Katayama Syndrome

Katayama Syndrome is an early clinical manifestation of schistosomiasis that occurs several weeks post-infection with Schistosoma spp (trematode) worms[1].
Schistosomiasis is a disease caused by an infection by parasitic flatworms called schistosomes. The disease is spread by contact with fresh water contaminated with the parasites. These parasites are released from infected freshwater snails. The disease is especially common among children in developing countries as they are more likely to play in contaminated water. Other high risk groups include farmers, fishermen, and people using unclean water during daily living. The urinary tract or the intestines may be infected.
[Adult male Schistosoma parasite flatworm]

Symptoms of schistosomiasis include abdominal pain, diarrhea, bloody stool, or blood in the urine. Those who have been infected for a long time may experience liver damage, kidney failure, infertility, or bladder cancer. In children, it may cause poor growth and learning difficulty.

The problem is that there is a temporal delay before the actual symptoms of schistosomiasis appear. The patient exibits some non-specific symptoms and it is the form of schistosomiasis most likely to be misdiagnosed by travel medicine physicians and infectious disease specialists in non-endemic countries.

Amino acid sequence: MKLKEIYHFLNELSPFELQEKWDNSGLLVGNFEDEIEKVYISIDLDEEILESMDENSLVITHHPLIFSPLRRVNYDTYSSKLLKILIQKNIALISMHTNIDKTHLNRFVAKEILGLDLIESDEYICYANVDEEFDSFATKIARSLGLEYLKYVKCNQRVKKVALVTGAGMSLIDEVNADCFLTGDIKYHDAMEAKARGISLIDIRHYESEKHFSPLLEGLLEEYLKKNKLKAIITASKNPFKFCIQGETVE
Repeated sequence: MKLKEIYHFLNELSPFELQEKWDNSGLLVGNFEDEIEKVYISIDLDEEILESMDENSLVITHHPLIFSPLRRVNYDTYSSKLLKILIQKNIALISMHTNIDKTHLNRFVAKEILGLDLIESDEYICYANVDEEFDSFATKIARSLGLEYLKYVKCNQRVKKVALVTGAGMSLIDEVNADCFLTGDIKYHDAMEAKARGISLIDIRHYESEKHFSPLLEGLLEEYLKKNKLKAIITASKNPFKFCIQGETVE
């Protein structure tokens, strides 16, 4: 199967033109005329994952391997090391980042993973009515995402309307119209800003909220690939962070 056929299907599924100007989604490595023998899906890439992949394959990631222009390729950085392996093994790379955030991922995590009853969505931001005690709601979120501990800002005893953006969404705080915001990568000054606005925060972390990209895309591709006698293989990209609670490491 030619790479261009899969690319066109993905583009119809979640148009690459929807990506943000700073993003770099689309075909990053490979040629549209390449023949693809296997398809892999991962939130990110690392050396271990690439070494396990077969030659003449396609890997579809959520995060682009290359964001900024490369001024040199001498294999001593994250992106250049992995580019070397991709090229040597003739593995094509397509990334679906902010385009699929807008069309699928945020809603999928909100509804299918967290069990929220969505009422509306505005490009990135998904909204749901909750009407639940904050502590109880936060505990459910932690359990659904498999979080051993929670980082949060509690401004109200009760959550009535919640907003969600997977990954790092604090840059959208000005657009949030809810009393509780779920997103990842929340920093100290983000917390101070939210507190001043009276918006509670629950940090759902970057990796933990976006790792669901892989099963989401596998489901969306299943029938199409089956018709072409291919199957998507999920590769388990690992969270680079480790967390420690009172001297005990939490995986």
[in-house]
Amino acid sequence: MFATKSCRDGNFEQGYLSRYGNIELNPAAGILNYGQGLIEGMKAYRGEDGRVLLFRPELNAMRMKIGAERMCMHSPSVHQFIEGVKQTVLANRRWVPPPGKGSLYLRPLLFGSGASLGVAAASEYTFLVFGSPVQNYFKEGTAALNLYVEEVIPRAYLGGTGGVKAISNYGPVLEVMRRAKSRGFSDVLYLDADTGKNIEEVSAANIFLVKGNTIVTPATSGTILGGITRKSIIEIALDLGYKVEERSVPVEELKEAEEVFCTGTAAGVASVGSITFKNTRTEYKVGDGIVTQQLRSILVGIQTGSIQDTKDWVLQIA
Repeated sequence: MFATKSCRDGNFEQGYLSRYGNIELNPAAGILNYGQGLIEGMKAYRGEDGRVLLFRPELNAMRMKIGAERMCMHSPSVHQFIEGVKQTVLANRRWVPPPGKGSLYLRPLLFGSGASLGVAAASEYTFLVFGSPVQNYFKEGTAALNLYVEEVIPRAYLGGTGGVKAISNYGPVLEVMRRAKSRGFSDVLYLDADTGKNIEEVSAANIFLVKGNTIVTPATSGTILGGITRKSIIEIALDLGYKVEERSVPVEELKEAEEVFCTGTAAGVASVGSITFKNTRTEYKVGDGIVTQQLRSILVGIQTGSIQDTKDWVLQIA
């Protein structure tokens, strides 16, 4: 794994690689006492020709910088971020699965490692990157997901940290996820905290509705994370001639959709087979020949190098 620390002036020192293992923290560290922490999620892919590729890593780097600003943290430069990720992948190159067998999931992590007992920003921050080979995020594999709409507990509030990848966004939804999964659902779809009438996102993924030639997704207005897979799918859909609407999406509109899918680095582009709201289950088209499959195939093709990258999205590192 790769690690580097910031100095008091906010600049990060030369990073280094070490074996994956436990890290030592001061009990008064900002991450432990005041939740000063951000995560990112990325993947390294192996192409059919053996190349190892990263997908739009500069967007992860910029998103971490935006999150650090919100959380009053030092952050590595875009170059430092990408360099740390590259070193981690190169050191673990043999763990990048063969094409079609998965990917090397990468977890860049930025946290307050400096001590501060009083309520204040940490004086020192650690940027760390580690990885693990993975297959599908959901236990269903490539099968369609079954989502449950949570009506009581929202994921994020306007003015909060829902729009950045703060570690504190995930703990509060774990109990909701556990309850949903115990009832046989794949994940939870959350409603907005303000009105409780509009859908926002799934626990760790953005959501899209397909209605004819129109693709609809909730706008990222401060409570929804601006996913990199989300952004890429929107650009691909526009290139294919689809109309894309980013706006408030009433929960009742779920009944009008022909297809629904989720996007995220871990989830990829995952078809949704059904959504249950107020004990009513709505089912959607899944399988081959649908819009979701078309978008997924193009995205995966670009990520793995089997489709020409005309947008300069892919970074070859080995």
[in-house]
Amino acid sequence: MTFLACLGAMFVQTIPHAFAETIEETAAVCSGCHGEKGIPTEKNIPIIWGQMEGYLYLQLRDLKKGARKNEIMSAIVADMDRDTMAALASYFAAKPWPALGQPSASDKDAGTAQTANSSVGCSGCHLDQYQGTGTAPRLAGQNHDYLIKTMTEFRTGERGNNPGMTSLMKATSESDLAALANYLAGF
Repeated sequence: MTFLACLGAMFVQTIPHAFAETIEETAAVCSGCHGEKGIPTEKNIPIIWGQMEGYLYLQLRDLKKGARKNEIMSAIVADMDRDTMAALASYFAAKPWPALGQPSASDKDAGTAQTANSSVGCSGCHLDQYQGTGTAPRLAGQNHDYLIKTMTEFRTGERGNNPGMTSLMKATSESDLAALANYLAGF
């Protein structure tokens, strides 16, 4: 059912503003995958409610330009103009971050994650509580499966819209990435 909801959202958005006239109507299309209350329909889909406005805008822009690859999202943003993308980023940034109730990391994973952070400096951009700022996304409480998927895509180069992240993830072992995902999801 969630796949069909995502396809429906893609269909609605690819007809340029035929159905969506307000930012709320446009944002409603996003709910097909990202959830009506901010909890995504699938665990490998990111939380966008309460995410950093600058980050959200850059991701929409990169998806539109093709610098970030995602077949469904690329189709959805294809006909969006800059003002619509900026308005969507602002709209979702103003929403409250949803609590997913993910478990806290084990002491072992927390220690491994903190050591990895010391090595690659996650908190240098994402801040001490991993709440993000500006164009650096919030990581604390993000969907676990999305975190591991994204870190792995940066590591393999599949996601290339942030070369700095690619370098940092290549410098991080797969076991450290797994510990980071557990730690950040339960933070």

Katayama syndrome appears between 14–84 days after non-immune individuals are exposed to first schistosome infection or heavy reinfection. Disease onset appears to be related to migrating schistosomula and egg deposition with individuals typically presenting with nocturnal fever, cough, myalgia, headache, and abdominal tenderness. Diffuse pulmonary infiltrates are found radiologically, and almost all cases have eosinophilia and a history of water contact 14–84 days before presentation of clinical symptoms; patients respond well to regimens of praziquantel with and without steroids. Artemisinin treatment given early after exposure may decrease the risk of the syndrome.

[1] Ross et al: Katayama syndrome in Lancet Infectious Diseases - 2007

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